At a time when investors have at their fingertips a much broader swath of data with which to make decisions, it’s not clear whether the adviceand fees the big banks charge will be worth it to customers in years to come.
“The investors have become more sophisticated,” said Timothy Speiss, partner and chairman of EisnerAmper’s personal wealth advisors practice. “They have a lot more questions; they question fees. Investors are more astute now.”
As more of banks’ wealthy clients access data independently, some of their smaller, younger potential customers are being siphoned away by digital apps that allow users to transact without making a phone call or visiting a bank branch.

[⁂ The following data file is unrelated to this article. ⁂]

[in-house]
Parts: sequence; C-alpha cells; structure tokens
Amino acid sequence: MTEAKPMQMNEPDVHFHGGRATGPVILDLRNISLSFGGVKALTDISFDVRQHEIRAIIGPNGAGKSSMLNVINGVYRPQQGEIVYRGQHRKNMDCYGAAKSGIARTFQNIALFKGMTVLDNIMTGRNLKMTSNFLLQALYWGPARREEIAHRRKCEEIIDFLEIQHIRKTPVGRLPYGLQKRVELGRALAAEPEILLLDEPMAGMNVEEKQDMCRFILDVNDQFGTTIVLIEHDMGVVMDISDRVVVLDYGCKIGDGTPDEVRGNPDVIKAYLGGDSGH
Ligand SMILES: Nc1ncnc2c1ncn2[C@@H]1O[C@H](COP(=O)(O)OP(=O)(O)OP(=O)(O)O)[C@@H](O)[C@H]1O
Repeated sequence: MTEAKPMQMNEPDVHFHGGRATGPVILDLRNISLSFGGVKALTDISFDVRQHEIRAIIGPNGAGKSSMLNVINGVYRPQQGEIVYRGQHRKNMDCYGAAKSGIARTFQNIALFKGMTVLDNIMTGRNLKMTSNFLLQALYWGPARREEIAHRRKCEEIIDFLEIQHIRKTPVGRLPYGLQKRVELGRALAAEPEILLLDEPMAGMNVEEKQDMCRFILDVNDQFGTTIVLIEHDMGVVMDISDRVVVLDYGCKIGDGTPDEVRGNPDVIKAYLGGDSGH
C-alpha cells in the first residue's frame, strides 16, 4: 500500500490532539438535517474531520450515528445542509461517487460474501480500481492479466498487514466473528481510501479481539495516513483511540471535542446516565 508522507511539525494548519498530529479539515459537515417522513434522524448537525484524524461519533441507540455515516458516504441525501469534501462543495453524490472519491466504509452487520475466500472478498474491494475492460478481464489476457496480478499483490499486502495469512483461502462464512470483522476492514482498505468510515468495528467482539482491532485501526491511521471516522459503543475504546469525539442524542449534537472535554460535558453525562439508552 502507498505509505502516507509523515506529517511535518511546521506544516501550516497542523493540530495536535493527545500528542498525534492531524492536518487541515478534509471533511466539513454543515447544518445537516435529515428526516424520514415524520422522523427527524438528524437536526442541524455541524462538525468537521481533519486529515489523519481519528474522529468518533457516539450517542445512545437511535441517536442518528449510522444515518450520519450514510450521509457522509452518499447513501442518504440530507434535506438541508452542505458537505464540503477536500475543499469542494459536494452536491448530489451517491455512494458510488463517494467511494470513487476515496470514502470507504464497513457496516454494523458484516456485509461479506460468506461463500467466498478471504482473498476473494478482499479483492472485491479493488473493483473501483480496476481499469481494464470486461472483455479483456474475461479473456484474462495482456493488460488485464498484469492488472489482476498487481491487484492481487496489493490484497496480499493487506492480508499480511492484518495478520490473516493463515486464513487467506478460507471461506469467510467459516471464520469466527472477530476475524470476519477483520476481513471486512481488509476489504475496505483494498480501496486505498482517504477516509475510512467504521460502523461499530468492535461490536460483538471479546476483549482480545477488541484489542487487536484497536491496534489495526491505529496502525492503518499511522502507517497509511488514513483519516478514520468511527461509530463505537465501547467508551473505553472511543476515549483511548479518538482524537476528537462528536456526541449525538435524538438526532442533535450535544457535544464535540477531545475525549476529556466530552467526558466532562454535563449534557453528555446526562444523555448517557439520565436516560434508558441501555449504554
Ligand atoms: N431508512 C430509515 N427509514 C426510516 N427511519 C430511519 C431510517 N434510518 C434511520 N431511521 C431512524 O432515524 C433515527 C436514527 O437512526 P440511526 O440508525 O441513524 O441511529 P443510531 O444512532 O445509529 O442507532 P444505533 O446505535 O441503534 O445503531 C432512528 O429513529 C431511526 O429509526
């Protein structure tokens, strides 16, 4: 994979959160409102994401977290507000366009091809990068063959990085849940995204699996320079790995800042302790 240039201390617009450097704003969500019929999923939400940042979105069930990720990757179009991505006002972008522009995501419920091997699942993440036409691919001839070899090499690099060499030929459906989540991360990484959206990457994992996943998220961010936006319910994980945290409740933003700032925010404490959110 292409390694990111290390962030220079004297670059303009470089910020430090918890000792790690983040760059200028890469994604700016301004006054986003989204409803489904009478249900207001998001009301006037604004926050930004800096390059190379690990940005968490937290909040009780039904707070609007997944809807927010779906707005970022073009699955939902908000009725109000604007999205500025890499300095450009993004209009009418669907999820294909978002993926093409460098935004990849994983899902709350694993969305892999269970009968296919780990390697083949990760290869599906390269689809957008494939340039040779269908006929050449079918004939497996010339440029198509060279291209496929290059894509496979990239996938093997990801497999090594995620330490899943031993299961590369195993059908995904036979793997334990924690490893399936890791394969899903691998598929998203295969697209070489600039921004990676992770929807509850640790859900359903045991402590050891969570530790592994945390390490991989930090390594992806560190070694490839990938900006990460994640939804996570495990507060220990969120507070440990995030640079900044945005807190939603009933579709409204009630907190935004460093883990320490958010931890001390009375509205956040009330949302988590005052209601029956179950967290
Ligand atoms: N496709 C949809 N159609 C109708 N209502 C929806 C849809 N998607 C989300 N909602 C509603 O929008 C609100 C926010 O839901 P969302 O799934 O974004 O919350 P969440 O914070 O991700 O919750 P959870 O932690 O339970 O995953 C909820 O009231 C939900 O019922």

Robo-advisors, which have enjoyed growing popularity as millennials and others look to use low-fee, automated options for investing, have been on the rise in 2016. One of them, Betterment, reported that assets under management rose from $4.8 billion earlier this year to $5.3 billion, a company spokesman said this week. The company restricted trading in the post-Brexit sell-off, which may have prevented many retail investors from shooting themselves in the foot.
Morgan Stanley, which also saw year-over-year revenue in its wealth management division fall in the second quarter, has been boosting its presence in the digital end of the business. Earlier this year the bank added Naureen Hassan, a Charles Schwab veteran who ran that firm’s Intelligent Portfolios business, as chief digital officer for its wealth management business.
“Digital is far more than just robo,” Morgan Stanley CFO Jonathan Pruzan said on the bank’s earnings call last month. “We’ve been investing heavily in this area.”